Boris Johnson has won the race to become the next British prime minister, but he will immediately face a confrontation over Brexit with Brussels and members of his own party, as well as a tense diplomatic stand-off with Iran.
The former London mayor beat his rival, the current British Foreign Secretary Jeremy Hunt, in a poll conducted among members of the governing Conservative Party.
He is expected to be confirmed as prime minister on Wednesday, when his predecessor Theresa May formally tenders her resignation to The Queen.
In his victory speech, Boris Johnson immediately promised to ‘deliver Brexit, unite the country, and defeat Jeremy Corbyn.’
US President Donald Trump was quick to Tweet his ‘congratulations to Boris Johnson on becoming the new Prime Minister of the United Kingdom’, and adding: ‘He will be great!’
Johnson is taking over at a time of immense political upheaval. Three years after the referendum vote to leave the European Union, Britain remains a member, after twice delaying its exit amid continued wrangling in a divided parliament — and the country — on how to proceed.
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Johnson led the 2016 Brexit campaign and has said the latest deadline of 31 October must be kept, with or without a divorce agreement with the EU.
But Brussels says it will not renegotiate the deal it struck with May, which was designed to ease the end of a 46-year partnership but which MPs have rejected.
A majority of lawmakers are against a ‘no deal’ Brexit, including many of Johnson’s colleagues.
Three cabinet ministers have already said they will not serve under Johnson, saying that severing ties with Britain’s closest trading partner with no new arrangements is deeply irresponsible.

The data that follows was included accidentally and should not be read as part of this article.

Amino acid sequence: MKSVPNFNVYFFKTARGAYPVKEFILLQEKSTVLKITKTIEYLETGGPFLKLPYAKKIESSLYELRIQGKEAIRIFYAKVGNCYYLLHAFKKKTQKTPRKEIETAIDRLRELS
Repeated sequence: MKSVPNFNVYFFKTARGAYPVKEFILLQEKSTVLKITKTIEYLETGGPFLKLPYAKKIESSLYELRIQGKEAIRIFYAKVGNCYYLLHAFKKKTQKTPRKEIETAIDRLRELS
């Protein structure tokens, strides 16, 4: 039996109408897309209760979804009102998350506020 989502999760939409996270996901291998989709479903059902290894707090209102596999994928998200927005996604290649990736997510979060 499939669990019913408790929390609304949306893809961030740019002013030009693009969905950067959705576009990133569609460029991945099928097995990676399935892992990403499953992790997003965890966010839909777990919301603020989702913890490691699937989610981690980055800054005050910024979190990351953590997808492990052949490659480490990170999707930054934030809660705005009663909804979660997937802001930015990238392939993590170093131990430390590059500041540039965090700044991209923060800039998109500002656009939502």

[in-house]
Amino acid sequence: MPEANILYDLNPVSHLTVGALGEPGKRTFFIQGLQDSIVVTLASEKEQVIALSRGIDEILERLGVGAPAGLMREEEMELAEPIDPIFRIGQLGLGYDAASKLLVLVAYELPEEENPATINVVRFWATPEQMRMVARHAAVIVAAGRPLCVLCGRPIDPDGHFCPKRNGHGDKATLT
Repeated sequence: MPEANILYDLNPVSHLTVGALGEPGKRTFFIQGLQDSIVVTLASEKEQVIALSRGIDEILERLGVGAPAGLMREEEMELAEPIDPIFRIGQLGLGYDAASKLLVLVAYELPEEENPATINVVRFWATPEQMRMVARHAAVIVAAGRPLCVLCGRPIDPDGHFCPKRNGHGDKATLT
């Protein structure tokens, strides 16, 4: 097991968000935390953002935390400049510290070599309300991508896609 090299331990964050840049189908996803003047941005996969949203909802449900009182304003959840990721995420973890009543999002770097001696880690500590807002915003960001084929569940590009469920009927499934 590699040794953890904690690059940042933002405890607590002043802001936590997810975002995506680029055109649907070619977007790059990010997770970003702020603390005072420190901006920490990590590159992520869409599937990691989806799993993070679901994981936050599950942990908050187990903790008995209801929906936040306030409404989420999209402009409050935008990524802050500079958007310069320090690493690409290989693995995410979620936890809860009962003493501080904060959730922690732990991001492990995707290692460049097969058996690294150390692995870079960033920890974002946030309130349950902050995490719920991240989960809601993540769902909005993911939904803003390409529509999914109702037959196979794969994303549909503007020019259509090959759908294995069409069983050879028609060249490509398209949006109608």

The government’s official forecaster said last week that Britain will slide into a year-long recession should it leave the EU without a deal.
Westminster is watching for any early challenge to the new Conservative leader from within his party, which could stop him automatically becoming prime minister.
Barring that, he will be confirmed by The Queen on Wednesday before moving straight into Downing Street.
With just months before the Brexit deadline, Johnson is expected to hit the ground running, announcing his cabinet and other top posts in the next few days.
May’s government currently has a majority of just two in the 650-seat House of Commons, made possible through an alliance with the 10 MPs from Northern Ireland’s Democratic Unionist Party (DUP).
Finance Minister Philip Hammond and two other cabinet ministers have already announced they will step down, as has junior foreign minister Alan Duncan.
Johnson’s domestic battles might have to take a backseat during his first days in office as he manages tensions with Iran.
Foreign Secretary Hunt has branded as ‘state piracy’ Iran’s seizure of Stena Impero in the strategic Strait of Hormuz last Friday.
It came two weeks after Britain held an Iranian tanker off Gibraltar on suspicion of breaching sanctions on Syria.
The stand-off comes amid escalating tensions between Iran and the United States over the Islamic republic’s nuclear ambitions.